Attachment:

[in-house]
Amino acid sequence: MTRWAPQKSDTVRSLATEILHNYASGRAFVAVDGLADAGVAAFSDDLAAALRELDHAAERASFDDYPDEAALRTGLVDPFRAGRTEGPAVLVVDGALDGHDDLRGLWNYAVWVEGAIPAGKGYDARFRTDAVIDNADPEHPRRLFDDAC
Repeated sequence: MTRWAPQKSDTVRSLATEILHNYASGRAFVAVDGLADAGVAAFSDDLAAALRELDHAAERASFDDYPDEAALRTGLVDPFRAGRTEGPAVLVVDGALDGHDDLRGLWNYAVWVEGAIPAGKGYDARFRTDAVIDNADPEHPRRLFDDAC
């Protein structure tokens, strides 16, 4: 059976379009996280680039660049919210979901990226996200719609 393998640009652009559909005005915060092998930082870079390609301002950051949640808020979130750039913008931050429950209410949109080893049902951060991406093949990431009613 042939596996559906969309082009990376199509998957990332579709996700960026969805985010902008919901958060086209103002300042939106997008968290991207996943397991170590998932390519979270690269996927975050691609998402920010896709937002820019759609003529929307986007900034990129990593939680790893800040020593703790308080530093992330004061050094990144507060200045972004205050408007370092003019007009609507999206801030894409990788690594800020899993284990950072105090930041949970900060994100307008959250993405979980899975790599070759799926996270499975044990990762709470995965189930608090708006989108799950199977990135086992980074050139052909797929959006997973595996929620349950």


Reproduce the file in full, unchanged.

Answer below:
[in-house]
Amino acid sequence: MTRWAPQKSDTVRSLATEILHNYASGRAFVAVDGLADAGVAAFSDDLAAALRELDHAAERASFDDYPDEAALRTGLVDPFRAGRTEGPAVLVVDGALDGHDDLRGLWNYAVWVEGAIPAGKGYDARFRTDAVIDNADPEHPRRLFDDAC
Repeated sequence: MTRWAPQKSDTVRSLATEILHNYASGRAFVAVDGLADAGVAAFSDDLAAALRELDHAAERASFDDYPDEAALRTGLVDPFRAGRTEGPAVLVVDGALDGHDDLRGLWNYAVWVEGAIPAGKGYDARFRTDAVIDNADPEHPRRLFDDAC
């Protein structure tokens, strides 16, 4: 059976379009996280680039660049919210979901990226996200719609 393998640009652009559909005005915060092998930082870079390609301002950051949640808020979130750039913008931050429950209410949109080893049902951060991406093949990431009613 042939596996559906969309082009990376199509998957990332579709996700960026969805985010902008919901958060086209103002300042939106997008968290991207996943397991170590998932390519979270690269996927975050691609998402920010896709937002820019759609003529929307986007900034990129990593939680790893800040020593703790308080530093992330004061050094990144507060200045972004205050408007370092003019007009609507999206801030894409990788690594800020899993284990950072105090930041949970900060994100307008959250993405979980899975790599070759799926996270499975044990990762709470995965189930608090708006989108799950199977990135086992980074050139052909797929959006997973595996929620349950």